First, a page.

WASHINGTON Structural problems, broken appliances, and overcrowded living conditions are common among farm-workers' homes, the Housing Assistance Council reported today as it released the results of a recent survey. Families with children suffer the worst conditions.
"This is the first nationwide survey of farmworker housing in twenty years," noted Housing Assistance Council Executive Director Moises Loza, "and it confirms what smaller studies and anecdotal descriptions have been saying. Farm-workers work incredibly hard to put food on other people's tables, but all too often they live in dismal conditions."
More than half the homes surveyed were overcrowded, and three quarters of those crowded units were occupied by families with children. Twenty-two percent lacked at least one functioning major appliance (stove, refrigerator, bathtub, or toilet), 22 percent had serious structural problems, and more than half lacked access to a working laundry machine. Children lived in two thirds (65 percent) of the units classified as severely substandard, and in 60 percent of the homes that were adjacent to fields where pesticides were applied.
"Many issues need to be addressed in the United States today security, education, health care, and others," Loza stated, "and this study dramatizes one of those needs. Hard-working Americans and their children should not be living in these conditions. We know how to solve these problems. Partnerships between national housing organizations like HAC, local groups, governments, and growers can make good use of financial assistance. We need to help farm-workers obtain better homes, help owners repair existing buildings, and construct new affordable units."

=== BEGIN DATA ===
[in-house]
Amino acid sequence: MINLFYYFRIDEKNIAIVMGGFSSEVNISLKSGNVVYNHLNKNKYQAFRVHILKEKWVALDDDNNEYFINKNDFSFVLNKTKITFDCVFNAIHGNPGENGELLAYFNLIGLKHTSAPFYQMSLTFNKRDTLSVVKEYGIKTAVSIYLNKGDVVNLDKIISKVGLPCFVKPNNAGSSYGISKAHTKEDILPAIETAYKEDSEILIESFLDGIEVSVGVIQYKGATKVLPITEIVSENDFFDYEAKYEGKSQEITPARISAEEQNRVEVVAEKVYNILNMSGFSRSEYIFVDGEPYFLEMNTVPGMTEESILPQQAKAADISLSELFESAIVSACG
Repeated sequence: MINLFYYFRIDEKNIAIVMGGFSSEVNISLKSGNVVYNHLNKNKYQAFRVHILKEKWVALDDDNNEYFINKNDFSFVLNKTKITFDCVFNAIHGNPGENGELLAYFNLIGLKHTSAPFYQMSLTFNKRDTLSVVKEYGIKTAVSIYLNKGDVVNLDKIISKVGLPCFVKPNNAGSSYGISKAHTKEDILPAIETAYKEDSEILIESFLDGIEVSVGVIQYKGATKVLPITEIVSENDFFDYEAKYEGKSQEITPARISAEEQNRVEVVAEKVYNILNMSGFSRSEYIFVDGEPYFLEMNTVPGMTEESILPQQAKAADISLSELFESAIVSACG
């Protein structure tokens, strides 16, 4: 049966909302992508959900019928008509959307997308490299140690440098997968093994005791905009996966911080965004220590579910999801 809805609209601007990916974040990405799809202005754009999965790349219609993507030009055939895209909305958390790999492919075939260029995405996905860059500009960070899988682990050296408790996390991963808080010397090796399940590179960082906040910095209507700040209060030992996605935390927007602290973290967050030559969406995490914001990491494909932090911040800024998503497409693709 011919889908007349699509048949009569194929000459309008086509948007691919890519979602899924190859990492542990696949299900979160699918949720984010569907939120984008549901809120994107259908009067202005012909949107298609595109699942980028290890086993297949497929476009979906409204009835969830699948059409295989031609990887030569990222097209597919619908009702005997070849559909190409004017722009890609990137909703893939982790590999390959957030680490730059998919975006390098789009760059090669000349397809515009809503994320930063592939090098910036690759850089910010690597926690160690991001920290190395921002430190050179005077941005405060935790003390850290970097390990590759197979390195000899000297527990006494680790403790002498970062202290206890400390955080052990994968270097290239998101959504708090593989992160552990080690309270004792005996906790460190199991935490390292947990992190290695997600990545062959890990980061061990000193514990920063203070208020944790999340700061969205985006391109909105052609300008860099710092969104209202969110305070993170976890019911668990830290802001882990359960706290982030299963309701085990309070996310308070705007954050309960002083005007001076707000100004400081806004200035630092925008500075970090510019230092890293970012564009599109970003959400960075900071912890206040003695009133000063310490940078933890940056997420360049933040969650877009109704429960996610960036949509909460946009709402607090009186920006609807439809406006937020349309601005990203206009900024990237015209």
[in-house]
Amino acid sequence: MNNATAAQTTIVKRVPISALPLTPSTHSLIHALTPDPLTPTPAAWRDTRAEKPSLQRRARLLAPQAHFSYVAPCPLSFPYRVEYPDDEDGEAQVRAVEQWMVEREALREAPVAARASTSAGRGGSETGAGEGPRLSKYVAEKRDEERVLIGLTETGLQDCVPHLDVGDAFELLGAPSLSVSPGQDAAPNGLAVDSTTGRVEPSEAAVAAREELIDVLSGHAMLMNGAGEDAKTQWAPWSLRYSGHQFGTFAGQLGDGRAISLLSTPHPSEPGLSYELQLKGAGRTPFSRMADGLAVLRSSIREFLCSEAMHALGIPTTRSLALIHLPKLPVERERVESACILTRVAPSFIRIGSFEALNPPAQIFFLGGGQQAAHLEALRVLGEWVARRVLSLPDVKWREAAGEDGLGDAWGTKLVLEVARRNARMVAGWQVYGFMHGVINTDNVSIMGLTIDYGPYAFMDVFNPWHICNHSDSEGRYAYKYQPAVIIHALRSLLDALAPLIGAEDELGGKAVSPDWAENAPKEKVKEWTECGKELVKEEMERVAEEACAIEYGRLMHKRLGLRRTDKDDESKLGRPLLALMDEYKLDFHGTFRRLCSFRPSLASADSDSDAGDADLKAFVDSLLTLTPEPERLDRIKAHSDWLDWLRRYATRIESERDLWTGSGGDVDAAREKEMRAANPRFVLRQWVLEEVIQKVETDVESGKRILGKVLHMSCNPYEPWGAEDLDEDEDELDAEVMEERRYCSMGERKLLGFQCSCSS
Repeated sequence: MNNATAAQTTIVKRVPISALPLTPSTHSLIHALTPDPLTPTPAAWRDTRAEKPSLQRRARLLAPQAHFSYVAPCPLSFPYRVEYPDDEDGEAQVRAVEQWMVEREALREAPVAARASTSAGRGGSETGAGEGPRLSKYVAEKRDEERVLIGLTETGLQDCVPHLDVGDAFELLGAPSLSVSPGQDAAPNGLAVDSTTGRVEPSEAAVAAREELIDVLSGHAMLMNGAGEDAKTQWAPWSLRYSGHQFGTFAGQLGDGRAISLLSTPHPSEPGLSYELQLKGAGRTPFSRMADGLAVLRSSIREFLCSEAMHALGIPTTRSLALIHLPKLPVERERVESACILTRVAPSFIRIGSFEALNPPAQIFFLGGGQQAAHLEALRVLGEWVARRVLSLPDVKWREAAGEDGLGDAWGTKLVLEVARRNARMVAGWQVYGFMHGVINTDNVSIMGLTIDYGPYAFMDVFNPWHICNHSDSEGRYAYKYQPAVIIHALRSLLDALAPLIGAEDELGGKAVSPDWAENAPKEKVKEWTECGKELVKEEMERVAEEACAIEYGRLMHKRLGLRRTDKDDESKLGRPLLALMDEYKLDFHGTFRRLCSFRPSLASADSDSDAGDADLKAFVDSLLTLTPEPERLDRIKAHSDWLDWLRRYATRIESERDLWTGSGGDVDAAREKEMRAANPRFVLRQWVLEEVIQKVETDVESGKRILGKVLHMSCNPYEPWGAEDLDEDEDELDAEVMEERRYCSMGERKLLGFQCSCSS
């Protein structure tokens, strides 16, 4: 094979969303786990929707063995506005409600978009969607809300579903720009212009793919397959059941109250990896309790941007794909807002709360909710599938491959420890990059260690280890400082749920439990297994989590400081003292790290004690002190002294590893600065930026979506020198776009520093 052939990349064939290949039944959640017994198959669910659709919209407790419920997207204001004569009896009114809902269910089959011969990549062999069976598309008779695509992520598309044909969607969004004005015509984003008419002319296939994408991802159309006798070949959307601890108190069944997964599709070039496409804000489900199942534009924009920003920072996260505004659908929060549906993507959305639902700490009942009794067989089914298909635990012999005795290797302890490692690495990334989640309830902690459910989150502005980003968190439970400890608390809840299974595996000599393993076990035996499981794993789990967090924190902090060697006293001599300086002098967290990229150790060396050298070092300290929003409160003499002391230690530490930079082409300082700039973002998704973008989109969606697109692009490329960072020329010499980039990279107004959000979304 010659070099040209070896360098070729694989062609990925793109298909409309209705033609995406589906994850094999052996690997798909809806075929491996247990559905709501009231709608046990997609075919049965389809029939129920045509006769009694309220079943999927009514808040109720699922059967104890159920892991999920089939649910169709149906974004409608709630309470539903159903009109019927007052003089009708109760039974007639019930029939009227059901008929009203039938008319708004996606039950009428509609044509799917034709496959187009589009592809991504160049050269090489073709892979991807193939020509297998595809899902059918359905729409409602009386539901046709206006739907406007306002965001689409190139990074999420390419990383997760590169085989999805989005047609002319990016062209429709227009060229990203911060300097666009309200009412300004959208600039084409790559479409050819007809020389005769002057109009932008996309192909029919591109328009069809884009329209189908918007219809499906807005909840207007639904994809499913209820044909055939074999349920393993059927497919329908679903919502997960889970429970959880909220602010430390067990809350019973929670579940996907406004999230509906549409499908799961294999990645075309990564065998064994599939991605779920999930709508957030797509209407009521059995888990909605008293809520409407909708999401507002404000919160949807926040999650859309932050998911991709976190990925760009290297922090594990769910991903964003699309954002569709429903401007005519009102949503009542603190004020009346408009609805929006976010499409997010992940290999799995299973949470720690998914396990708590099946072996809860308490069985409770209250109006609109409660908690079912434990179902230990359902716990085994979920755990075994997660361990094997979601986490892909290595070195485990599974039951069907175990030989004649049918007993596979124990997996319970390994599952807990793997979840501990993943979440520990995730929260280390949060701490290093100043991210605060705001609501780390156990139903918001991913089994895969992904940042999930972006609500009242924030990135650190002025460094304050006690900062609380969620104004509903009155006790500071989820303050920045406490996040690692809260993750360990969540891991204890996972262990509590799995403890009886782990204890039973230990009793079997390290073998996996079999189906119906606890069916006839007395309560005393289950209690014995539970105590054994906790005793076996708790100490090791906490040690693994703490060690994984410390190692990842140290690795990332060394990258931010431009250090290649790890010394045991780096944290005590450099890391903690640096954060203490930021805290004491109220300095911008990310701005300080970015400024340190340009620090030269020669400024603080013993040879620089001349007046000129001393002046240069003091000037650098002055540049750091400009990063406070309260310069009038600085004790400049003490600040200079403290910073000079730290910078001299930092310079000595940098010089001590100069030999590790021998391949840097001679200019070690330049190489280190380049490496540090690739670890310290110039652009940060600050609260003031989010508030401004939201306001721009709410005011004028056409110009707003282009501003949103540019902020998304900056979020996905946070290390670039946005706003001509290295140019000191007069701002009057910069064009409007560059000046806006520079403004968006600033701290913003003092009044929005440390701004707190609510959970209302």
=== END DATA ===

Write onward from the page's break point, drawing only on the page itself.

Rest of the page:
This major research project was conducted over three years from 1997 through 2000. Data on 4,625 housing units in 22 states and Puerto Rico were collected in a non-random survey by more than 100 outreach workers from 16 organizations that work with farmworkers around the country, and analyzed by the Housing Assistance Council.
Major funding was provided by the U.S. Department of Agriculture and the U.S. Department of Housing and Urban Development. "No Refuge From the Fields: Findings From a Survey of Farmworker Housing Conditions in the United States" is available on HAC's Web site, http://www.ruralhome.org. Print copies may be ordered from HAC for $4.00 each, including postage and handling.
A national non-profit corporation headquartered in Washington, D.C., and founded in 1971, the Housing Assistance Council publishes numerous reports, program manuals, and other materials on rural housing topics. HAC helps local organizations build affordable homes in rural America by providing below-market financing, technical assistance, research, training, and information services. HAC's programs focus on local solutions, empowerment of the poor, reduced dependency, and self-help strategies.